Op. Dr. Tolga Mertoğlu


Diagnosis and treatment of many diseases can be achieved with wrist arthroscopy. Wrist arthroscopic interventions replace open surgery in the diagnosis of unspecified pain in the wrist or in the treatment of many known pathological conditions. Thanks to the surgeries performed with the help of a camera through small incisions, the healthy tissues are not damaged and the rehabilitation period is shortened and returning to normal healthy life is accelerated.

Wrist arthroscopy offers numerous benefits in the cleaning of ganglion cysts and wrist inflammation, grading and treatment of wrist calcification (osteoarthritis), treatment of wrist meniscus structure called TFCC, repair of wrist ligament injuries, treatment of fractures of the wrist bones and related calcification (osteoarthritis) mostly in SL ligament.

Cameras and instruments used in wrist arthroscopy are smaller than those used in large joints such as knees and shoulders. The patient is placed on the operating table, preferably with block anesthesia performed by numbing the arm under the armpit, by hanging their hand on a special sling apparatus. Using 2-3 millimeter incisions, mostly from the back of the wrist are used and cameras and instruments enter the wrist joint. Depending on the type of surgery to be performed, the surgical procedure is performed dry or by inflating the joint with serum.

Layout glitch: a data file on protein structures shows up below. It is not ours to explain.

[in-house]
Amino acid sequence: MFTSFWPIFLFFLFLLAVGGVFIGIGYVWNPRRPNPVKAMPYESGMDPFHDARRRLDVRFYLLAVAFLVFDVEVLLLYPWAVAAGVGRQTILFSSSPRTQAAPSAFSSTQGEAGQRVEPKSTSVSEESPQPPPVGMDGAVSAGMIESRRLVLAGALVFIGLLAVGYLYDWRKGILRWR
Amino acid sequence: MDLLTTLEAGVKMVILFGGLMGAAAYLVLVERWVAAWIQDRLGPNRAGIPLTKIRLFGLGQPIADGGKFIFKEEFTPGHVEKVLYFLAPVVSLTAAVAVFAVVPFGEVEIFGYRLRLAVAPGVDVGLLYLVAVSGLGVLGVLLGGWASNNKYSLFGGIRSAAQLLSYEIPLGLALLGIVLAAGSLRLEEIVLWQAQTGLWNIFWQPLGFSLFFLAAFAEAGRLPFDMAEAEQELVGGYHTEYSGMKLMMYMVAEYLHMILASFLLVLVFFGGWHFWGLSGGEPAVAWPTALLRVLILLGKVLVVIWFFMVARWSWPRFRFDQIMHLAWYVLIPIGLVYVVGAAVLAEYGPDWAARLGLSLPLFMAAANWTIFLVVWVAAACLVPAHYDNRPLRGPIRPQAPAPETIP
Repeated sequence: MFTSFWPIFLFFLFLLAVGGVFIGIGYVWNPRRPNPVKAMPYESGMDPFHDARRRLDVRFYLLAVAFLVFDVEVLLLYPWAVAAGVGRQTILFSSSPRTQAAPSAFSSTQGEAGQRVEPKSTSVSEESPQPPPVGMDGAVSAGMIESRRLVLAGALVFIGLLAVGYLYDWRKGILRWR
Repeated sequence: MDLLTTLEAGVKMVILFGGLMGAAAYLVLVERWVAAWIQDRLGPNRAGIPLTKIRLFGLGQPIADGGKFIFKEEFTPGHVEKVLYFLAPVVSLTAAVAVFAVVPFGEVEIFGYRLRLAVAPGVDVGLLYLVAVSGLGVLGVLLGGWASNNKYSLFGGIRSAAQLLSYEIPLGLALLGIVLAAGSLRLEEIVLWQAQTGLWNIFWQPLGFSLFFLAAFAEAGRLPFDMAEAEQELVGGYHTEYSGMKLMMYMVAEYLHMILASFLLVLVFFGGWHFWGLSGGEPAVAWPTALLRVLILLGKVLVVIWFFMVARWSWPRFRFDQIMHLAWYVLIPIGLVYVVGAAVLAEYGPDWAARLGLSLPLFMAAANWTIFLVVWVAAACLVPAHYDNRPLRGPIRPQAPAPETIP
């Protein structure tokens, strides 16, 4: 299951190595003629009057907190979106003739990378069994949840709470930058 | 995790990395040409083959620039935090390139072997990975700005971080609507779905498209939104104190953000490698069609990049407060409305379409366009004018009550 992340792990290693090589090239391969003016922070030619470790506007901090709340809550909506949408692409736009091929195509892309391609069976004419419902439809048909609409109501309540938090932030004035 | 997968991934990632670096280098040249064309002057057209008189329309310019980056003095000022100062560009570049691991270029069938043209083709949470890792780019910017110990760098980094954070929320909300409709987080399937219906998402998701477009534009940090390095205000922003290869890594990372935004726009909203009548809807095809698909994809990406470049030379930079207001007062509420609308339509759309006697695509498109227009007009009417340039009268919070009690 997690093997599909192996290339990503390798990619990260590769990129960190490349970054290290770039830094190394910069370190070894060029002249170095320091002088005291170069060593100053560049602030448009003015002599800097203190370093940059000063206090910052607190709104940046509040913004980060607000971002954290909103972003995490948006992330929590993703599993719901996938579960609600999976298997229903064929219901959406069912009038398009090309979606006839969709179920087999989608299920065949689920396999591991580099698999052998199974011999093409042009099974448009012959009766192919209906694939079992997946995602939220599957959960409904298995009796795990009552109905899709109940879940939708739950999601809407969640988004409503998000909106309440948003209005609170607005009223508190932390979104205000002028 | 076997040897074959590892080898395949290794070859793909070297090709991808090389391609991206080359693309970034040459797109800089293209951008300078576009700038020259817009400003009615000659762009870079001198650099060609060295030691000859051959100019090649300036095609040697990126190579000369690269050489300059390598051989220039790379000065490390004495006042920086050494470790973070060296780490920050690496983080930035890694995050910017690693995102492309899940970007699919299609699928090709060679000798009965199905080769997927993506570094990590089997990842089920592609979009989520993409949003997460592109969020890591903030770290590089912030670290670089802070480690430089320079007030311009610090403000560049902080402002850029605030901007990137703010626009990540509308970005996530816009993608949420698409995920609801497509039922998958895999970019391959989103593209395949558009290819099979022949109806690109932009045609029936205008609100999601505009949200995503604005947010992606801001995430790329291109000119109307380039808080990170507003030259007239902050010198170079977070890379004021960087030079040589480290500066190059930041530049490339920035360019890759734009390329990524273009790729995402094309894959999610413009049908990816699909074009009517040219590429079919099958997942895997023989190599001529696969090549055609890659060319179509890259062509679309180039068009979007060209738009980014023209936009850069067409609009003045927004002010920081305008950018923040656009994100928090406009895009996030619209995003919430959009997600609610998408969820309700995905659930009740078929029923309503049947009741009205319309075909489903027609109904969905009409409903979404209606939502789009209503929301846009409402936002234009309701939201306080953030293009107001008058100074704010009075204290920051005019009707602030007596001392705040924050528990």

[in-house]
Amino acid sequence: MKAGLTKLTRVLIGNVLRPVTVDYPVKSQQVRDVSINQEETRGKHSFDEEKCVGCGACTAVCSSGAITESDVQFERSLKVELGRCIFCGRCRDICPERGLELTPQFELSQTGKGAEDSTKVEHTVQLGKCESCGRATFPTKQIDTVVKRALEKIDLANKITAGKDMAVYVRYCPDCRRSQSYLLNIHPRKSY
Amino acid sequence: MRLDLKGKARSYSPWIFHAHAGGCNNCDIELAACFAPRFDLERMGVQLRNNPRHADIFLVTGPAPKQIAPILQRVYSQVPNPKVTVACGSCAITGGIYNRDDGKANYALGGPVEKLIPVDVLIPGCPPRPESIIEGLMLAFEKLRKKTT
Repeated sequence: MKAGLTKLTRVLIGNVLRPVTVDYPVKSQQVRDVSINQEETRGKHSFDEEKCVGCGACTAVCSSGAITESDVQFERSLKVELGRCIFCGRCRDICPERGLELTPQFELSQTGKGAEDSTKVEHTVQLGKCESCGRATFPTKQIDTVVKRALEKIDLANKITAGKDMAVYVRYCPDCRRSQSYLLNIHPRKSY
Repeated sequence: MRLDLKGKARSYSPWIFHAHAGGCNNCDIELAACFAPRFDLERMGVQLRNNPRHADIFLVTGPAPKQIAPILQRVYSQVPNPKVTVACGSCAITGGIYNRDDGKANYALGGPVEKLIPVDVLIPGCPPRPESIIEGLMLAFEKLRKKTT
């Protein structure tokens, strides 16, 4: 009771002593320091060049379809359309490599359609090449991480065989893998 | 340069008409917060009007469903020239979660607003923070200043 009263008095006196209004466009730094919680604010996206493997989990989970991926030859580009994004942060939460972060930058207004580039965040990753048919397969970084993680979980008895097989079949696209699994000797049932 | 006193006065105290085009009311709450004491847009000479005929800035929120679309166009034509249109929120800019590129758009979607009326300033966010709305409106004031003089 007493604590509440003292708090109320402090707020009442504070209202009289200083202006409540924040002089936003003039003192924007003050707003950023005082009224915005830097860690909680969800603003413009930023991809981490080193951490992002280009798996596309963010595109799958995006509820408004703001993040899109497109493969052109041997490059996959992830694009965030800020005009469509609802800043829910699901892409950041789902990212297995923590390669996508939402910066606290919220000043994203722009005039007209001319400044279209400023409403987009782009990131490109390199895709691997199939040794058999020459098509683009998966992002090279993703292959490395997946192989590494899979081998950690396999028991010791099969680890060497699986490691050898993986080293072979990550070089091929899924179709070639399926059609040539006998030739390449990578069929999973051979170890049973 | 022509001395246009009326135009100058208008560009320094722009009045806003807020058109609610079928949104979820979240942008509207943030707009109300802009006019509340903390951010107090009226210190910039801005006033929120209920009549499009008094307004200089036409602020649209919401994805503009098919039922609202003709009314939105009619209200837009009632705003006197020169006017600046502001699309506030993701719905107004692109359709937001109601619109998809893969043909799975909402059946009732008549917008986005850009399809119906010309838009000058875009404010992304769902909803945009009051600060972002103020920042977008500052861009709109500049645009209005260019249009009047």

El Bilek Artroskopisi


Major Surgeries Performed with Wrist Arthroscopy

Removal of Ganglion Cysts

Ganglion cyst is a cystic swelling caused by herniation of the lining of the joint or tendon sheaths. It is more common in women. While the exact cause of the ganglion cyst is not known, it is associated with anatomical defects or cystic abrasions of the joint capsule and tendon sheaths. There is a ganglion cyst wall consisting of connective tissue and a dense, sticky, colorless, jelly-like liquid. It is mostly observed on the back of the wrist and sometimes on the inside of the wrist. The swelling is the size of a hazelnut.